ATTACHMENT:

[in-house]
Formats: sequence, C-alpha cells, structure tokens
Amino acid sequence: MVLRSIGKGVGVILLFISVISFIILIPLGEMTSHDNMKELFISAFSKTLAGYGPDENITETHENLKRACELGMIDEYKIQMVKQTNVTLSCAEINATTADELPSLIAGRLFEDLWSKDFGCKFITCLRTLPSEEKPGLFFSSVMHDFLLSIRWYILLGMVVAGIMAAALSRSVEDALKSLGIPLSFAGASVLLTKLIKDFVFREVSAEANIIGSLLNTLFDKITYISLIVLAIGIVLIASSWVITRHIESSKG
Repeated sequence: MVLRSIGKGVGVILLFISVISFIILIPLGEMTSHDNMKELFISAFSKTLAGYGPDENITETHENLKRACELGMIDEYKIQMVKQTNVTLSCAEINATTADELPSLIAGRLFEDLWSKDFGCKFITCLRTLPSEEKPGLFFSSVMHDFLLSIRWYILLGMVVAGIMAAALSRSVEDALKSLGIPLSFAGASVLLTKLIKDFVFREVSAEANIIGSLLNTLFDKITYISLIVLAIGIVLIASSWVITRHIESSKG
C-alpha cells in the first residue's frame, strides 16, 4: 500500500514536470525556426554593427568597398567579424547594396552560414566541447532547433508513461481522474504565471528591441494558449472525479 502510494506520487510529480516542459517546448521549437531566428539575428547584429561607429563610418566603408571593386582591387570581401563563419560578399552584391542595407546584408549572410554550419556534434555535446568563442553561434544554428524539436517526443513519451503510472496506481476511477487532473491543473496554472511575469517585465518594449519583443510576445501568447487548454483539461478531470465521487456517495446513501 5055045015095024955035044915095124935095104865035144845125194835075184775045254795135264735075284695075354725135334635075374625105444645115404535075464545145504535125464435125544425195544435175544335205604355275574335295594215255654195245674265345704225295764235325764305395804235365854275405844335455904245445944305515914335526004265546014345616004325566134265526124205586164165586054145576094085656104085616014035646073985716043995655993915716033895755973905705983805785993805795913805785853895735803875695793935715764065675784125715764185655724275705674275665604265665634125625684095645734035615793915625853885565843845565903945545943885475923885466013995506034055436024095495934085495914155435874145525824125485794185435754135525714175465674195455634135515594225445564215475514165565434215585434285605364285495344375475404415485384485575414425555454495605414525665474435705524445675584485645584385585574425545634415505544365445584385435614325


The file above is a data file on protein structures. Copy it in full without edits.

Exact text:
[in-house]
Formats: sequence, C-alpha cells, structure tokens
Amino acid sequence: MVLRSIGKGVGVILLFISVISFIILIPLGEMTSHDNMKELFISAFSKTLAGYGPDENITETHENLKRACELGMIDEYKIQMVKQTNVTLSCAEINATTADELPSLIAGRLFEDLWSKDFGCKFITCLRTLPSEEKPGLFFSSVMHDFLLSIRWYILLGMVVAGIMAAALSRSVEDALKSLGIPLSFAGASVLLTKLIKDFVFREVSAEANIIGSLLNTLFDKITYISLIVLAIGIVLIASSWVITRHIESSKG
Repeated sequence: MVLRSIGKGVGVILLFISVISFIILIPLGEMTSHDNMKELFISAFSKTLAGYGPDENITETHENLKRACELGMIDEYKIQMVKQTNVTLSCAEINATTADELPSLIAGRLFEDLWSKDFGCKFITCLRTLPSEEKPGLFFSSVMHDFLLSIRWYILLGMVVAGIMAAALSRSVEDALKSLGIPLSFAGASVLLTKLIKDFVFREVSAEANIIGSLLNTLFDKITYISLIVLAIGIVLIASSWVITRHIESSKG
C-alpha cells in the first residue's frame, strides 16, 4: 500500500514536470525556426554593427568597398567579424547594396552560414566541447532547433508513461481522474504565471528591441494558449472525479 502510494506520487510529480516542459517546448521549437531566428539575428547584429561607429563610418566603408571593386582591387570581401563563419560578399552584391542595407546584408549572410554550419556534434555535446568563442553561434544554428524539436517526443513519451503510472496506481476511477487532473491543473496554472511575469517585465518594449519583443510576445501568447487548454483539461478531470465521487456517495446513501 5055045015095024955035044915095124935095104865035144845125194835075184775045254795135264735075284695075354725135334635075374625105444645115404535075464545145504535125464435125544425195544435175544335205604355275574335295594215255654195245674265345704225295764235325764305395804235365854275405844335455904245445944305515914335526004265546014345616004325566134265526124205586164165586054145576094085656104085616014035646073985716043995655993915716033895755973905705983805785993805795913805785853895735803875695793935715764065675784125715764185655724275705674275665604265665634125625684095645734035615793915625853885565843845565903945545943885475923885466013995506034055436024095495934085495914155435874145525824125485794185435754135525714175465674195455634135515594225445564215475514165565434215585434285605364285495344375475404415485384485575414425555454495605414525665474435705524445675584485645584385585574425545634415505544365445584385435614325